magnitudo1.jpg

 

Colin has also entered Concurrentes to the annual New Glass Review at the Corning Museum of Glass, upstate New York. Another journey across the seas awaits perhaps.We all wish Colin the very best of luck!

Elemental! Hot Glass, Volcanoes and Bubbles

 

 

Just over a week ago Ordered Universe (28th June) members joined colleagues from the National Glass Centre, most of whom are part of the project, but it was brilliant to meet new colleagues as well including Joanne Mitchell. And we were joined by other colleagues from Durham University’s Department of Earth Sciences, Drs Ed Lllewellin and Fabian Wadsworth, specialists in volcanology. The meeting opened with a collaborative reading of Grosseteste’s beautiful treatise On the Impressions of the Elements, in which the question of heat and the nature of bubbles are investigated. These were all pertinent themes and phenomena for the gathering, and a lively conversation took place, showing again how stimulating these gem-like treatises from the early thirteenth century are, 900 years later.

 

 

We then enjoyed our first introduction to the hot glass studio, with a fabulous rendition of Grosseteste’s treatise in glass by Colin Rennie. Bubbles blown, and attached, and the piece came together before our eyes, in all the wonderful shimmering, changing colours of the glass as it cooled. And we had our own try and drizzling molten glass onto damped paper to create a variety of effects…abstract, pungent, a lot of fun, and a very interesting experience in learning to manipulate the medium (which you have to do fast!).

 

Lunchtime, a different location, and a different sequence of talks – catching up on the various lines of shred interest and the legacy of previous work and exhibitions, a paper by Josh Harvey on his work on material perception with material from medieval Norwegian polychrome sculpture provided by Kaja Kollandsrud, and then a demonstration by Fabian and Ed of volcanoes in action. Not with lava but with syrup and a cherry favoured carbonated drink. Glass and its properties, naturally in volcanoes and as worked in the studio, hot or cold, provoked a long discussion: the similarities and differences in the scientific and artistic approach to the medium were striking, and a lovely example of knowledge exchange.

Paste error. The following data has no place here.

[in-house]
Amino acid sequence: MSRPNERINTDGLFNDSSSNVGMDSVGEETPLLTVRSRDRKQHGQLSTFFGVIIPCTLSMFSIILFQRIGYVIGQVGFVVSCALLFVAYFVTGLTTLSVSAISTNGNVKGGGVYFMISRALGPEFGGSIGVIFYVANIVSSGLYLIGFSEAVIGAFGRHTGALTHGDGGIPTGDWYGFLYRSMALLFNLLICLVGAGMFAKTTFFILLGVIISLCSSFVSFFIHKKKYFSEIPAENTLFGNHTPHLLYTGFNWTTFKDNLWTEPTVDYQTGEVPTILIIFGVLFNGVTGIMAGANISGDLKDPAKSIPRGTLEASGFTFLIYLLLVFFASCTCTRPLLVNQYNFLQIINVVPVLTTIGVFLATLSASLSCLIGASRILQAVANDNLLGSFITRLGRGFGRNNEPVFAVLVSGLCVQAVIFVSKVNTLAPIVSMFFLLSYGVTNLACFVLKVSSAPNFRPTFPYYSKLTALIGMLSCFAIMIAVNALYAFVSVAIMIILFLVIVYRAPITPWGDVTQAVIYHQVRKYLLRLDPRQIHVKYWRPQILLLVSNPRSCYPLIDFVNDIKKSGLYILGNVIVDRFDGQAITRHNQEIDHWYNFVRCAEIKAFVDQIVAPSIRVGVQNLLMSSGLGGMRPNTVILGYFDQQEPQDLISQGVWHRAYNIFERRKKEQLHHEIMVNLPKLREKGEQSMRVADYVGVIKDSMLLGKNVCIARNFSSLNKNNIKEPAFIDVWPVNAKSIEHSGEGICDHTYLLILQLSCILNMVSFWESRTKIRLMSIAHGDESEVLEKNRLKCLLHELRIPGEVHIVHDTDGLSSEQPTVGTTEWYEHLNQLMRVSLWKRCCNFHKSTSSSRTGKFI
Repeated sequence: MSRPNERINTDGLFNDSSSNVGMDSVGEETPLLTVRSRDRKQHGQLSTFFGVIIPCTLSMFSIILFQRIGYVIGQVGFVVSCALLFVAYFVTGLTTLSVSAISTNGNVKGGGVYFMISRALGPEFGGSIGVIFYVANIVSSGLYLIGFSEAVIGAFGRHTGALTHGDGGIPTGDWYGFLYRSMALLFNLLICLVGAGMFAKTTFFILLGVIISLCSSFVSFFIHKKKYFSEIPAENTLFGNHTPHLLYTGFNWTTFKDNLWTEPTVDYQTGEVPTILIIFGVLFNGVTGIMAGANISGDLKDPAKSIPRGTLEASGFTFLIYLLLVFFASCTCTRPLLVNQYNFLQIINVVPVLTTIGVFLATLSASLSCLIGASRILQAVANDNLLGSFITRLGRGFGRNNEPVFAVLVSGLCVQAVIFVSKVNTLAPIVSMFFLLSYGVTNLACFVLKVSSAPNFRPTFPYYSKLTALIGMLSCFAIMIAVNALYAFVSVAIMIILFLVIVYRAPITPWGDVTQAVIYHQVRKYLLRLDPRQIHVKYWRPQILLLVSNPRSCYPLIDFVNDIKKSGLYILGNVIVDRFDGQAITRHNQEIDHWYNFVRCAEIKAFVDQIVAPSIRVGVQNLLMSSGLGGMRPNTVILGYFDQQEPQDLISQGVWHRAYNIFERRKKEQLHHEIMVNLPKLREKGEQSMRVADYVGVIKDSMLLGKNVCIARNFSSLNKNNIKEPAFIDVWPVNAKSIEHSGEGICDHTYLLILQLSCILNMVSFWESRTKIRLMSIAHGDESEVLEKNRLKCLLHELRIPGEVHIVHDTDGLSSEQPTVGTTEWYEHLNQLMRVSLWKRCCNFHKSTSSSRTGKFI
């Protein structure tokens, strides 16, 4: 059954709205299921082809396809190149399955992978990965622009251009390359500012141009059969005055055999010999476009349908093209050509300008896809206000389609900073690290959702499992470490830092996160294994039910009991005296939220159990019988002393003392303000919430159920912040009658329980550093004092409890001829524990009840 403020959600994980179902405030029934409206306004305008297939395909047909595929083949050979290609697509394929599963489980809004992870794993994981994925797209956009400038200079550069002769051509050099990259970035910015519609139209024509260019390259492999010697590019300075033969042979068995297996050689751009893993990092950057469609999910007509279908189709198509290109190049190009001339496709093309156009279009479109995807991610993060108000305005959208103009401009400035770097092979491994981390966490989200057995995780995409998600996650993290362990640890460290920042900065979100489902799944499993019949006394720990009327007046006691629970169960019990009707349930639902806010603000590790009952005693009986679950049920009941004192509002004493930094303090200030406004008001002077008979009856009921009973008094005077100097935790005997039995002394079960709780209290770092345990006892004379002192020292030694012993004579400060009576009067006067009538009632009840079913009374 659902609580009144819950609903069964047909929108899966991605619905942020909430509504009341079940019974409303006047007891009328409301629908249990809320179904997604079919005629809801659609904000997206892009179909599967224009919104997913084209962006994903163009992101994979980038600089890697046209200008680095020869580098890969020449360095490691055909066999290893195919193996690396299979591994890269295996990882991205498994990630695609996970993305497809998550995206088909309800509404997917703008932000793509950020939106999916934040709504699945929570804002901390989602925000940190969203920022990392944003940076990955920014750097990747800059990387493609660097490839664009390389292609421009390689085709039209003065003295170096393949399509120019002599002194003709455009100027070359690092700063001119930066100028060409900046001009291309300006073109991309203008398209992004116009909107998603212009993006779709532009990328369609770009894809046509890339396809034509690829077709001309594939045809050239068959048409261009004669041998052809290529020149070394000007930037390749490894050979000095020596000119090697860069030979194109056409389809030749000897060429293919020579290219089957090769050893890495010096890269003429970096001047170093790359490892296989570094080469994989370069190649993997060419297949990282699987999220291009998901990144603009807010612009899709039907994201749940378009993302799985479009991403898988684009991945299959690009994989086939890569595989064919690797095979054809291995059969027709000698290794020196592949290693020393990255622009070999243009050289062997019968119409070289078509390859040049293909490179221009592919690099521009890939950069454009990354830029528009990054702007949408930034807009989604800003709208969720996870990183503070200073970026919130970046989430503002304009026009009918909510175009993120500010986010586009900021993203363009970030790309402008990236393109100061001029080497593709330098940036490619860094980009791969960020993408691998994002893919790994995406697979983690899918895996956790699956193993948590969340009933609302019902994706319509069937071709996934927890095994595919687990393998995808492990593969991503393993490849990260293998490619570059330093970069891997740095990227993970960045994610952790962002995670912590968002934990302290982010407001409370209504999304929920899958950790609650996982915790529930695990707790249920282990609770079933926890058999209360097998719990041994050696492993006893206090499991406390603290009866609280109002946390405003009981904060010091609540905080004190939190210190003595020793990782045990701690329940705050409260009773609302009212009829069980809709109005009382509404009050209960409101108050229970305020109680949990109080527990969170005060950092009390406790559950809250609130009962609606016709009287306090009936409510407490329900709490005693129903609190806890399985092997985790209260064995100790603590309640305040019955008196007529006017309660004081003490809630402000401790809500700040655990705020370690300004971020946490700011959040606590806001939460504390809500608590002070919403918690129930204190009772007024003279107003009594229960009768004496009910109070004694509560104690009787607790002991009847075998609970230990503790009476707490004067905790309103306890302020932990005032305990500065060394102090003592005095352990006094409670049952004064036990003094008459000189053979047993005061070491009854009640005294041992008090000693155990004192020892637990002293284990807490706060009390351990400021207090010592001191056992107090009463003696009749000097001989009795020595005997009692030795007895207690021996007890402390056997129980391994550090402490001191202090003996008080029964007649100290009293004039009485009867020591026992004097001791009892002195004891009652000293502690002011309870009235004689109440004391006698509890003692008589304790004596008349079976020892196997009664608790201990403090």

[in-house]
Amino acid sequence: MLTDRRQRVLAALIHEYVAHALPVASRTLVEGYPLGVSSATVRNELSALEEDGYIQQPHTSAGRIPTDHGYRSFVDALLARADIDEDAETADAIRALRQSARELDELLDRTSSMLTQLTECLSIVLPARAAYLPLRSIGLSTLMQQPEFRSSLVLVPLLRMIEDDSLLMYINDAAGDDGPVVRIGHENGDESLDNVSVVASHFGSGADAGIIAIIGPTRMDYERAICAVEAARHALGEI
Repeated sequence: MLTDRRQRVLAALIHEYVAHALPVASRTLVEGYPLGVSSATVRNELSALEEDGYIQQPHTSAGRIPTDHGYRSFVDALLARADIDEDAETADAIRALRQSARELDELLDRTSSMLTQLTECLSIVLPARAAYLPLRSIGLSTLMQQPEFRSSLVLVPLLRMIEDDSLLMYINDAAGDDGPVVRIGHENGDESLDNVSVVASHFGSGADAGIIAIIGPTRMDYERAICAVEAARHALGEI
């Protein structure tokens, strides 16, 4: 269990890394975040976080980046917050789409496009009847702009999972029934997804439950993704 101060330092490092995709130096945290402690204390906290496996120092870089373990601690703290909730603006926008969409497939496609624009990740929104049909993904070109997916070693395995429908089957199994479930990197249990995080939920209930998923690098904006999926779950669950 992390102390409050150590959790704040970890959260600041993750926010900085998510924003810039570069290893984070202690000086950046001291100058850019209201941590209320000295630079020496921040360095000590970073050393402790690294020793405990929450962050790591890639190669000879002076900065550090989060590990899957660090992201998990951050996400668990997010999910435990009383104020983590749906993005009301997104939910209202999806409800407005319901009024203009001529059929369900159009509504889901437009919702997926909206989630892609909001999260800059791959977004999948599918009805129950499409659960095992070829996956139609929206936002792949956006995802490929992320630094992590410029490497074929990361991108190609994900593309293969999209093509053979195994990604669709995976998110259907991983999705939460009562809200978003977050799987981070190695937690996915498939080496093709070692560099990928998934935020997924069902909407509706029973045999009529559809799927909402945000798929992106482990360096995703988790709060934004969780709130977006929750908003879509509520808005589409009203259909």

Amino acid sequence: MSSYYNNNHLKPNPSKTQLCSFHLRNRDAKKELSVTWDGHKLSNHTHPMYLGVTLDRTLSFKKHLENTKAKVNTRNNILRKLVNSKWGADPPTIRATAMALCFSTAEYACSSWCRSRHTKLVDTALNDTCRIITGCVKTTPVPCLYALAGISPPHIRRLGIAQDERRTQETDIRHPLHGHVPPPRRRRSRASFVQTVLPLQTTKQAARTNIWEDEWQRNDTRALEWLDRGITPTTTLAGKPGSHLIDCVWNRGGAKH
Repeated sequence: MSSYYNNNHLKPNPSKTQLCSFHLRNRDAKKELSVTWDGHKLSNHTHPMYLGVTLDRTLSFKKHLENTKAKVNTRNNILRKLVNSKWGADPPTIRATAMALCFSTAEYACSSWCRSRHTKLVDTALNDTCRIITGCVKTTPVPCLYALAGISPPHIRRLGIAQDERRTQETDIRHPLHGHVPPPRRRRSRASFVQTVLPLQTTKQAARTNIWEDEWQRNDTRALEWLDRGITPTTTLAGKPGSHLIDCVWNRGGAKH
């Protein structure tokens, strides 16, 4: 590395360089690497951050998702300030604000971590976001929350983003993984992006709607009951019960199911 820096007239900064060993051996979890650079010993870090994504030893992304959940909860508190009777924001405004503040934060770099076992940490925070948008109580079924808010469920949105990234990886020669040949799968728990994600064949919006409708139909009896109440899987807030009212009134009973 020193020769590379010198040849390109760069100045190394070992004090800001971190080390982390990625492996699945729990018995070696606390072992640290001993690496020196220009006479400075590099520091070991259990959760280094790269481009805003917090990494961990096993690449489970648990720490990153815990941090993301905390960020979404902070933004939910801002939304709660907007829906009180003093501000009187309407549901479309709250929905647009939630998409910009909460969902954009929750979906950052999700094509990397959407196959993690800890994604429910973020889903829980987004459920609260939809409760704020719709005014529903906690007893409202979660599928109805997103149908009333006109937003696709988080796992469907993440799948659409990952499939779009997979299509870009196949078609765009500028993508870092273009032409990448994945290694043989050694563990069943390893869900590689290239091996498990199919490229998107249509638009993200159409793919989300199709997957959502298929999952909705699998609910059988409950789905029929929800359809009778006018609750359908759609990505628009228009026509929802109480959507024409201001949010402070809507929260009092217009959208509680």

Then came our time in the hot shop again, to make paper-weights. This time, we had the experience of holding the glass, shaping it and learning to hold the equipment in the right place (because metal conducts heat…easy to forget in, well, the heat of the moment), The feeling of the heat coming off the ball of viscous, moving, radiating material which we were attempting to mould was extraordinary. And it made Cate and Colin’s skill all the more awe-inspiring. The results were kiln-cooled, and look very passable – all credit to our teachers and guides. We then watched Colin make a first draft of a piece of glassware inspired by medieval models…more on that to come.

 

A super day, one to treasure, and full of possibilities for future collaboration. We’re very grateful indeed to Claire Todd for organising, and to Cate, Colin and all at the National Glass Centre for sharing their experience and time. And can’t wait to see Grosseteste in glass, again.

Glass Gathering – Creative Experimentation with Hot Glass

Glass Gathering Poster

Experimenting with hot glass is probably best to be tried in the company, and with the guidance, of experts. That being the case, it would be difficult to find more expert guides for this particular activity than those at the National Glass Centre. So it is the best of all possible worlds in which the NGC and Hot Glass Studio, University of Sunderland, have organised a research and experience day, in which Ordered Universe members will be taking part. We’ll be reading one of more recent editions and translations, that of the treatise On the Impressions of the Elements, which is all about bubble formation in water and the action of heat. Quite appropriate, then, for a day devoted to hot glass experiments.